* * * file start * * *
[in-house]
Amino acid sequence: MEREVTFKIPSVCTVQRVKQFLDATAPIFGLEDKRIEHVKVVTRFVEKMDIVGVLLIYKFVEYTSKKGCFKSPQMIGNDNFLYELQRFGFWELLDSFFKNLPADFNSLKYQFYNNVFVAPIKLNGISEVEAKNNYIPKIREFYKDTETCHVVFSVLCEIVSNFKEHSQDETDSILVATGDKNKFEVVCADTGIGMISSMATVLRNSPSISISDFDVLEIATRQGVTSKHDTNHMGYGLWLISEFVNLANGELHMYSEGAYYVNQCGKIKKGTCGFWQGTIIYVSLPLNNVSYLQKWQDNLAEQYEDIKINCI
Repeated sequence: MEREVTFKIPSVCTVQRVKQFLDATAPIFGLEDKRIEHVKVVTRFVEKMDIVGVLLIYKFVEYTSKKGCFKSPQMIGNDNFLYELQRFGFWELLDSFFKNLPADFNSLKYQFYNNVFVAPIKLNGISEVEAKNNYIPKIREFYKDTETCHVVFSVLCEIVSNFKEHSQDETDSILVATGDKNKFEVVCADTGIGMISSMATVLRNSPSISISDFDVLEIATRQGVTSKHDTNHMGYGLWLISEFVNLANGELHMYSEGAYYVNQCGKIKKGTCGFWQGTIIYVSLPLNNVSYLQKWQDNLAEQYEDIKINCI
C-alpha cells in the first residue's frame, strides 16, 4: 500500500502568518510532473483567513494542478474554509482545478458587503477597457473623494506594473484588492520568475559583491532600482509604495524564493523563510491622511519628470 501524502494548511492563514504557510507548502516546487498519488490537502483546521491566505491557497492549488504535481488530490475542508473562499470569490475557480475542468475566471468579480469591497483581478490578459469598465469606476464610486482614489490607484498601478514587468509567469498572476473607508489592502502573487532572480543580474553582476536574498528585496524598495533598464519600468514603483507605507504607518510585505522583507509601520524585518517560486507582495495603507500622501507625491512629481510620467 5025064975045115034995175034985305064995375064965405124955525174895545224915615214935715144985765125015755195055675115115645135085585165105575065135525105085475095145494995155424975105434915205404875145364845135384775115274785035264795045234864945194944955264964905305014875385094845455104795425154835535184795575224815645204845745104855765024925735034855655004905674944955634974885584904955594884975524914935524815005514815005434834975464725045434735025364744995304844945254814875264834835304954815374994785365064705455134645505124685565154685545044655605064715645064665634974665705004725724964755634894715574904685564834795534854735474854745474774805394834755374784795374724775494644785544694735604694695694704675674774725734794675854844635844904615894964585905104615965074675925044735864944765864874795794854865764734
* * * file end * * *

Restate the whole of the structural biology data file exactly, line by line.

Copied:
[in-house]
Amino acid sequence: MEREVTFKIPSVCTVQRVKQFLDATAPIFGLEDKRIEHVKVVTRFVEKMDIVGVLLIYKFVEYTSKKGCFKSPQMIGNDNFLYELQRFGFWELLDSFFKNLPADFNSLKYQFYNNVFVAPIKLNGISEVEAKNNYIPKIREFYKDTETCHVVFSVLCEIVSNFKEHSQDETDSILVATGDKNKFEVVCADTGIGMISSMATVLRNSPSISISDFDVLEIATRQGVTSKHDTNHMGYGLWLISEFVNLANGELHMYSEGAYYVNQCGKIKKGTCGFWQGTIIYVSLPLNNVSYLQKWQDNLAEQYEDIKINCI
Repeated sequence: MEREVTFKIPSVCTVQRVKQFLDATAPIFGLEDKRIEHVKVVTRFVEKMDIVGVLLIYKFVEYTSKKGCFKSPQMIGNDNFLYELQRFGFWELLDSFFKNLPADFNSLKYQFYNNVFVAPIKLNGISEVEAKNNYIPKIREFYKDTETCHVVFSVLCEIVSNFKEHSQDETDSILVATGDKNKFEVVCADTGIGMISSMATVLRNSPSISISDFDVLEIATRQGVTSKHDTNHMGYGLWLISEFVNLANGELHMYSEGAYYVNQCGKIKKGTCGFWQGTIIYVSLPLNNVSYLQKWQDNLAEQYEDIKINCI
C-alpha cells in the first residue's frame, strides 16, 4: 500500500502568518510532473483567513494542478474554509482545478458587503477597457473623494506594473484588492520568475559583491532600482509604495524564493523563510491622511519628470 501524502494548511492563514504557510507548502516546487498519488490537502483546521491566505491557497492549488504535481488530490475542508473562499470569490475557480475542468475566471468579480469591497483581478490578459469598465469606476464610486482614489490607484498601478514587468509567469498572476473607508489592502502573487532572480543580474553582476536574498528585496524598495533598464519600468514603483507605507504607518510585505522583507509601520524585518517560486507582495495603507500622501507625491512629481510620467 5025064975045115034995175034985305064995375064965405124955525174895545224915615214935715144985765125015755195055675115115645135085585165105575065135525105085475095145494995155424975105434915205404875145364845135384775115274785035264795045234864945194944955264964905305014875385094845455104795425154835535184795575224815645204845745104855765024925735034855655004905674944955634974885584904955594884975524914935524815005514815005434834975464725045434735025364744995304844945254814875264834835304954815374994785365064705455134645505124685565154685545044655605064715645064665634974665705004725724964755634894715574904685564834795534854735474854745474774805394834755374784795374724775494644785544694735604694695694704675674774725734794675854844635844904615894964585905104615965074675925044735864944765864874795794854865764734